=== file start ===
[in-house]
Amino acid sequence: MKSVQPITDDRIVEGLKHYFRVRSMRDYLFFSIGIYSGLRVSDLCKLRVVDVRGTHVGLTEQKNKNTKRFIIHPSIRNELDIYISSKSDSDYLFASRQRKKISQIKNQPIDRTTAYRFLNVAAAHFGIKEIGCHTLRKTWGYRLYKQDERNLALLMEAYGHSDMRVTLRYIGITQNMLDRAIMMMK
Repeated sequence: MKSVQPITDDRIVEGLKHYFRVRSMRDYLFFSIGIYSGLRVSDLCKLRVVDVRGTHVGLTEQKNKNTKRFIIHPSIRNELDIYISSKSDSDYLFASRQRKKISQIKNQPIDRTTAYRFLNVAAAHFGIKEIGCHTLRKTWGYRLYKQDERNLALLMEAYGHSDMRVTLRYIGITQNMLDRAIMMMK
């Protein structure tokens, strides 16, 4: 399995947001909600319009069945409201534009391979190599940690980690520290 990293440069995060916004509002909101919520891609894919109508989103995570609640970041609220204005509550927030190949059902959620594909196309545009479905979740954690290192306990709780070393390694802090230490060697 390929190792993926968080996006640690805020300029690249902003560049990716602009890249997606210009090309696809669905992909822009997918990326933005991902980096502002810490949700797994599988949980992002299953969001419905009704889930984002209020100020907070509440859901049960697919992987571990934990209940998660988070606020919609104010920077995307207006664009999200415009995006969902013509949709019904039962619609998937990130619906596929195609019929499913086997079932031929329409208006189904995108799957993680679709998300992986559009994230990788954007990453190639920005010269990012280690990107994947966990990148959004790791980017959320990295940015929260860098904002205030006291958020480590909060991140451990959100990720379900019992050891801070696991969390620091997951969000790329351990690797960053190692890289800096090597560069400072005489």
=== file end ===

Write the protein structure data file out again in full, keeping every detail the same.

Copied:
[in-house]
Amino acid sequence: MKSVQPITDDRIVEGLKHYFRVRSMRDYLFFSIGIYSGLRVSDLCKLRVVDVRGTHVGLTEQKNKNTKRFIIHPSIRNELDIYISSKSDSDYLFASRQRKKISQIKNQPIDRTTAYRFLNVAAAHFGIKEIGCHTLRKTWGYRLYKQDERNLALLMEAYGHSDMRVTLRYIGITQNMLDRAIMMMK
Repeated sequence: MKSVQPITDDRIVEGLKHYFRVRSMRDYLFFSIGIYSGLRVSDLCKLRVVDVRGTHVGLTEQKNKNTKRFIIHPSIRNELDIYISSKSDSDYLFASRQRKKISQIKNQPIDRTTAYRFLNVAAAHFGIKEIGCHTLRKTWGYRLYKQDERNLALLMEAYGHSDMRVTLRYIGITQNMLDRAIMMMK
């Protein structure tokens, strides 16, 4: 399995947001909600319009069945409201534009391979190599940690980690520290 990293440069995060916004509002909101919520891609894919109508989103995570609640970041609220204005509550927030190949059902959620594909196309545009479905979740954690290192306990709780070393390694802090230490060697 390929190792993926968080996006640690805020300029690249902003560049990716602009890249997606210009090309696809669905992909822009997918990326933005991902980096502002810490949700797994599988949980992002299953969001419905009704889930984002209020100020907070509440859901049960697919992987571990934990209940998660988070606020919609104010920077995307207006664009999200415009995006969902013509949709019904039962619609998937990130619906596929195609019929499913086997079932031929329409208006189904995108799957993680679709998300992986559009994230990788954007990453190639920005010269990012280690990107994947966990990148959004790791980017959320990295940015929260860098904002205030006291958020480590909060991140451990959100990720379900019992050891801070696991969390620091997951969000790329351990690797960053190692890289800096090597560069400072005489």